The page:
9.3.3.3

Airborne Contamination Limits

Federal regulations have established airborne radioactivity concentration limits to prevent overexposure of any organ in the body as a result of breathing contaminated air. These limits are specified in (10 CFR 20, Appendix B, Table 1). The table lists, by isotope, an annual limit on intake (ALI) and the derived air concentration (DAC - that concentration which, if breathed for 2,000 hours, would result in inhalation of one ALI). If more than one isotope is airborne, the sum of fractions rule applies.

9.3.3.4

Surface Contamination Limits

Surface contamination limits for unrestricted, controlled, and restricted areas on the CUA campus are given in Table 9.3.3.4 (from NRC Regulatory Guide 8.23). These limits are subject to the following conditions and interpretations:

a.  The tabulated limits are to be used as a guide and, in practice, professional judgment shall be used by the RSO to determine the acceptability of the actual contamination.

b.  Although it is believed that the recommended limits would not result in a health hazard, good radiation protection practice dictates that contamination levels should be kept ALARA.


Table 9.3.3.4
Removable surface contamination limits on the CUA campus

Type of surface

Alpha emitters
(dpm/100 cm2)

Beta emitters
(dpm/100 cm2)

Unrestricted and Controlled areas 22 220
Restricted areas 220 2,200
Protective clothing worn only in restricted areas 220 2,200

9.3.4

Personnel Monitoring

Personnel dosimeters will be provided to persons authorized to work with radioactive materials at the discretion of the RSO.  The dosimeters will be obtained from NVLAP approved dosimetry vendor.  It shall be the responsibility of each individual to wear the prescribed personnel monitoring devices during all work with sources of ionizing radiation and to ensure that samples for bioassay are submitted when requested by the RSO.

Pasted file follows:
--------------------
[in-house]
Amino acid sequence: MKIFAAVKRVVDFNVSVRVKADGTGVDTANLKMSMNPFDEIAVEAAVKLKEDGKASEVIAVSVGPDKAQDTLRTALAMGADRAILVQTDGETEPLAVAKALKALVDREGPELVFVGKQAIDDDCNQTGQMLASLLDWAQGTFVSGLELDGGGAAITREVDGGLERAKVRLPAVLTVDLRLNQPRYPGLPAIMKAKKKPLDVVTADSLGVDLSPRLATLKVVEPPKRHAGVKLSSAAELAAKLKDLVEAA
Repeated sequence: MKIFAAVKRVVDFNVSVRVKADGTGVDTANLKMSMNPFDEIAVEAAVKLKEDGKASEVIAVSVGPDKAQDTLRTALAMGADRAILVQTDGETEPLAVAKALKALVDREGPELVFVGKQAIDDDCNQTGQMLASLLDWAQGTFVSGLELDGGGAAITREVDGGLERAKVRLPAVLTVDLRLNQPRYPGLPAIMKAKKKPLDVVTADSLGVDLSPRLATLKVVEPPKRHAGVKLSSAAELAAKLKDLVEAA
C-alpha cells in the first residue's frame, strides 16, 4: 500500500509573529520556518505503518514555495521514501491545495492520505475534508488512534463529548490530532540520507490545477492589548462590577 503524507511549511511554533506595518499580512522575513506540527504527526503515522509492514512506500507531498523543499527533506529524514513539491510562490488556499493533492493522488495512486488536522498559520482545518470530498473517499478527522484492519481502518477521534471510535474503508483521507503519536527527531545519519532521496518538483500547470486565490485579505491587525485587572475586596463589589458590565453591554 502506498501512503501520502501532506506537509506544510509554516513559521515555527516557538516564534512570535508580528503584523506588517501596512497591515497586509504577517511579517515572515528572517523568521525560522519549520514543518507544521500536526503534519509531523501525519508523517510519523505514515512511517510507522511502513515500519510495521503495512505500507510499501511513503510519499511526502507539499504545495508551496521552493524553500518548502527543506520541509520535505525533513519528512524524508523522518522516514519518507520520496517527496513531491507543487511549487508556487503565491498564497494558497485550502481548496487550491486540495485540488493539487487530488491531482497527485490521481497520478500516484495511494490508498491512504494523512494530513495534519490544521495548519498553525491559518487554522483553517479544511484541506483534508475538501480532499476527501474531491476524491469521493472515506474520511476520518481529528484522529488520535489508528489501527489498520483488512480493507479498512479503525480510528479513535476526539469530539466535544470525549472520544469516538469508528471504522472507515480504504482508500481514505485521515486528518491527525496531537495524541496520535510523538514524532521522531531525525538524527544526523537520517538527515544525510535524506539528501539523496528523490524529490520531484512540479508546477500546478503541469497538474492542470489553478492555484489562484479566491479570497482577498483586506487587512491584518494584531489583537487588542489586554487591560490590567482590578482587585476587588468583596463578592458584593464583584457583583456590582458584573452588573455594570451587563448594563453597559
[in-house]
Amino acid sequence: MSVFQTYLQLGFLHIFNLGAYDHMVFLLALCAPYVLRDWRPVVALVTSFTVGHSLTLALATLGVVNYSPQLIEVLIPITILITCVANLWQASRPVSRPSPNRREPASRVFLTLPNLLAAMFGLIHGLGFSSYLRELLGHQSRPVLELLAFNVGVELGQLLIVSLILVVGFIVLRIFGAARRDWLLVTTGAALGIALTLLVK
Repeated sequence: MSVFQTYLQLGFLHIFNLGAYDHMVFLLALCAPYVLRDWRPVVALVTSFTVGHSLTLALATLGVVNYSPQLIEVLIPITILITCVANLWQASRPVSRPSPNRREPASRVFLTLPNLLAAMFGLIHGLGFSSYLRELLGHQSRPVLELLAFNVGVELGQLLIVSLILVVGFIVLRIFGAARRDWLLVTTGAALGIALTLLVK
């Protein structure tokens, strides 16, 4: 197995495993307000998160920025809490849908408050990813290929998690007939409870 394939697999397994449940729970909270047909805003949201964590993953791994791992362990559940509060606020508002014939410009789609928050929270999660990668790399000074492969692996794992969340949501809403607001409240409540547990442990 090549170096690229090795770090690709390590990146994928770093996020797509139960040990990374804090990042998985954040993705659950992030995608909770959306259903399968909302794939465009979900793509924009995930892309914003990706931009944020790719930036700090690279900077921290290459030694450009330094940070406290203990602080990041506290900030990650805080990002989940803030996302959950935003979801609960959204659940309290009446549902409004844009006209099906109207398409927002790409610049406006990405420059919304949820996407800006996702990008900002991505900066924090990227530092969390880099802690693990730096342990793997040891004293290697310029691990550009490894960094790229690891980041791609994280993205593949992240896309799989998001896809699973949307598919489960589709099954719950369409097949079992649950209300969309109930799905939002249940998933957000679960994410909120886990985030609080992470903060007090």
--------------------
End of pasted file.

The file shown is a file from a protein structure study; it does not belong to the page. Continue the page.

9.3.4.1

Request for Issue of Personal Dosimetry

Upon assignment of duties which will require work with sources of ionizing radiation, CUA personnel not currently equipped with dosimetry shall complete and submit to the RSO a "Request for Issue of Personal Dosimetry" on form RSO-6 (Appendix B)). Authorization to perform such work shall not be granted until the personnel affected are in possession of personal dosimetry.

9.3.4.2

Prior Occupational Dose

Personnel issued dosimetry at CUA shall either provide or assist the RSO in obtaining, records of occupational exposure received at other facilities. Individuals exposed at other facilities but not in possession of current exposure records, shall complete and submit form RSO-7 "Request for Occupational Exposure Records" (Appendix B). Individuals who have not received any prior occupational exposure shall provide a written statement to that effect on the same form.

9.3.4.3

Temporary Personnel and Visitor Dosimetry

Temporary personnel assigned radiological work for periods of one quarter or less and Visitors requiring escort into a restricted area at CUA, shall be issued one of the numbered Visitor film badges stored with the Visitor Film Badge Logbook. At the time of issue, the person receiving dosimetry shall ensure that the following required information is legibly entered into the logbook:

  • the temporarily assigned person's or Visitor's full name;
  • Social Security number;
  • date of birth;
  • current mailing address;
  • date that dosimetry was issued; and
  • escort's name.

9.3.5

Surveys

9.3.5.1

Definitions